Special Operations and War on the Cheap

My book Cheap Threats:  Why the United States Struggles to Coerce Weak States is now available for pre-order from Georgetown University Press and Amazon.  In Cheap Threats, I argue that the United States struggles to use threats[1] effectively against weak states (like Iraq, Libya and Haiti) because it has adopted many strategies that render the use of military force relatively cheap.  Because force is cheap, the threat to use force does not convince weak targets of the United States’ compellent threats that the United States is highly motivated.  These targets will resist in the face of a cheap threat–even one issued by the state with the world’s most powerful military–because the cheapness of U.S. military action suggests that the United States lacks the motivation to pursue a long and costly victory against them.  In other words, by making the use of force cheap, we have made threats against weak states less effective.[2] This is a problem because the United States often chooses to launch costly military operations when the threat of force alone is insufficient to change the targeted state’s behavior.

How can I possibly argue that the use of force is cheap for the country that spends nearly as much as the rest of the world combined on defense each year? The first chapter of the book explains in detail the strategies that the United States has adopted to minimize the human, political, and financial costs of employing force—including the use of deficit spending to fund major military operations like the wars in Iraq and Afghanistan. I won’t repeat these arguments here, except to highlight one of the major cost-minimizing strategies that I discuss in the book: the transformation of the American military since the 1970s.

Before 1973, the United States relied on some type of conscription, i.e., compulsory military service, to fight its wars. After the backlash against selective service in the Vietnam War, during which privileged young men were better able to escape the necessity of military service, the United States eliminated conscription and has since relied on an all-volunteer force (AVF). This has led to an increase in education, retention, and professionalization in the service, but the U.S. military is not a representative institution: new recruits are disproportionately drawn from the lower socio-economic classes; the southeastern states tend to be over-represented; minorities are over-represented in the enlisted ranks while whites dominate the officer corps, etc. As a result, the wealthy, educated individuals who are most likely to be members of the decision-making class (members of Congress, scholars at think tanks, i.e., those responsible for making decisions about when and where we fight wars) are insulated from the burdens of military service and increasingly unlikely to have any direct connection to the military themselves. In addition to opting for a volunteer force that shields the vast majority of the American public from the privations and sacrifice of military service, the United States has also relied increasingly on private military contractors to perform functions formerly reserved for the military. The casualties suffered by these individuals are not counted in official figures, which helps to further insulate the general public from the true human toll of America’s military conflicts.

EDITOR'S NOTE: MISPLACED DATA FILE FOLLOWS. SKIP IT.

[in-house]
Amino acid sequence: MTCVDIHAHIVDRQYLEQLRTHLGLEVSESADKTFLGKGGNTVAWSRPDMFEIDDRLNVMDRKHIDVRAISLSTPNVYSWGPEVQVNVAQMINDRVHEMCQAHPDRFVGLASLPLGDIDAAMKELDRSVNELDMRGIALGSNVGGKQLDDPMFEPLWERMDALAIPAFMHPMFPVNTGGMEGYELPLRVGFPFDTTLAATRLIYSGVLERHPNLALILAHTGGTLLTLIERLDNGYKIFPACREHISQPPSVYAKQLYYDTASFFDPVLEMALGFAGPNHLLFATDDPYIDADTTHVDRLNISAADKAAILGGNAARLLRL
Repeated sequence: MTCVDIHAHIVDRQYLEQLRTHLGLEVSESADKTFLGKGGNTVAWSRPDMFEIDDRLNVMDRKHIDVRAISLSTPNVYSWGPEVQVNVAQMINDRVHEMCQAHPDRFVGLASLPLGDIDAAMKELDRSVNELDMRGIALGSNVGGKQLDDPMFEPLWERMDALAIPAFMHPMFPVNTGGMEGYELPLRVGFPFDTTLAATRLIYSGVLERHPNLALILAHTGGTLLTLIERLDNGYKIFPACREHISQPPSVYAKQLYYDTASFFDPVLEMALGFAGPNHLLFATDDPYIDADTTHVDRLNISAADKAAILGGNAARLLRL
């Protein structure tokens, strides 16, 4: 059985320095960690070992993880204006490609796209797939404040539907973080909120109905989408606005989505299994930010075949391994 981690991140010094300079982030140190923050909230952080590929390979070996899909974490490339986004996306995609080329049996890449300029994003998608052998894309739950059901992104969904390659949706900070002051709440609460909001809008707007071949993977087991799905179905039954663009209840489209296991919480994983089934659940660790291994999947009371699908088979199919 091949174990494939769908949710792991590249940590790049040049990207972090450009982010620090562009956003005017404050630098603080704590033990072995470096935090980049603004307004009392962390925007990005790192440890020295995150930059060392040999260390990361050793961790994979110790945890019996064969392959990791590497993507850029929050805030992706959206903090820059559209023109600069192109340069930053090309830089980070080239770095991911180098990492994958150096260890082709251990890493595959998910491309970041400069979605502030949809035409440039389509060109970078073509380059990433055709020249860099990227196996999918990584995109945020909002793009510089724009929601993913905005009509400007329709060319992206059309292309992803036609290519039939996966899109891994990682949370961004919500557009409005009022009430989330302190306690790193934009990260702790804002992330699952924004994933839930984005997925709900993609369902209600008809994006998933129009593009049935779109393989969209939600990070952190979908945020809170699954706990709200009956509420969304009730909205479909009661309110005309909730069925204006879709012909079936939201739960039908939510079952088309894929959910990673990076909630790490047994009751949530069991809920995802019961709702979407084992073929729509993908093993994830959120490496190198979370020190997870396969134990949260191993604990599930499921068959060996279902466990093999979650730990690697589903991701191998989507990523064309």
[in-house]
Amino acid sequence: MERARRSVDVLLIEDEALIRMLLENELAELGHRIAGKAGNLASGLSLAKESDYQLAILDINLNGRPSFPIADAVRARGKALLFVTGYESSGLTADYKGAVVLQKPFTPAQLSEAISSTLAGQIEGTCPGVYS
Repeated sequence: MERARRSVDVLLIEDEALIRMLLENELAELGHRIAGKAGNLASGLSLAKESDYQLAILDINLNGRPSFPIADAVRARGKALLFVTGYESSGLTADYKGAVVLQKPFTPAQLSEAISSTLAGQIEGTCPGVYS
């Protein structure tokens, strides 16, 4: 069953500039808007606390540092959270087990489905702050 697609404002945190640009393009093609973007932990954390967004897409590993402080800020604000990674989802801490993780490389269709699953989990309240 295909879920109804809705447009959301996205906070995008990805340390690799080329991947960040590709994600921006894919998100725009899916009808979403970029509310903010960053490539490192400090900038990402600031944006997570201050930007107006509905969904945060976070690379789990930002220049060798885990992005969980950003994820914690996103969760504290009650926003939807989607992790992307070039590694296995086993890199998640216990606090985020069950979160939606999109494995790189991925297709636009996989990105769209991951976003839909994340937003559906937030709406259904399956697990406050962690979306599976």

Why does this matter? It matters because strategies that minimize the impact of the use of military force on the American population make it much, much easier for policy-makers to choose to use military force. (Can we imagine that the George W. Bush administration would have been able to sell the war in Iraq if conscription had been in place in 2003?) The AVF makes it much less politically costly to use force, and hence makes it more likely that force will be used. My book demonstrates, however, that such strategies that make the use of force cheaper also undermine our ability to successfully threaten weak states with the use of force.

An op-ed by former Army Captain Matt Gallagher in last Sunday’s New York Times highlights an important and related trend: the growing national obsession with special operations forces (Army Rangers, Delta Force operators, Navy SEALs, etc). “The mythos of Special Operations has seized our nation’s popular imagination, and has proved to be the one prism through which the public will engage with America’s wars…We like our heroes sanitized, perhaps especially in murky times like these.” In the midst of an overall downsizing of the U.S. military, the number of special operations forces continues to rise. Perhaps more importantly, these types of forces conduct their missions in the shadows, with limited Congressional and public oversight of where they are sent (139 countries in 2015, many of these for training missions). Out of sight, out of mind.

As the American public becomes increasingly enchanted with the myth of the commando running secret missions in bad neighborhoods while bathed in the green glow of night vision goggles, it is pushing the United States further down this path of seemingly cheap, low-commitment, sanitized military force. As Cheap Threats argues, however, this will continue to undermine our ability to wield threats of force effectively.



[1] For example, the United States might threaten a small state with air strikes if it does not admit weapons inspectors.

[2] The theory I advance in the book suggests that threats against more powerful states will be more effective because they are more costly to issue and to execute. See the book for a more thorough explanation.

Intelligence and Truth about Syria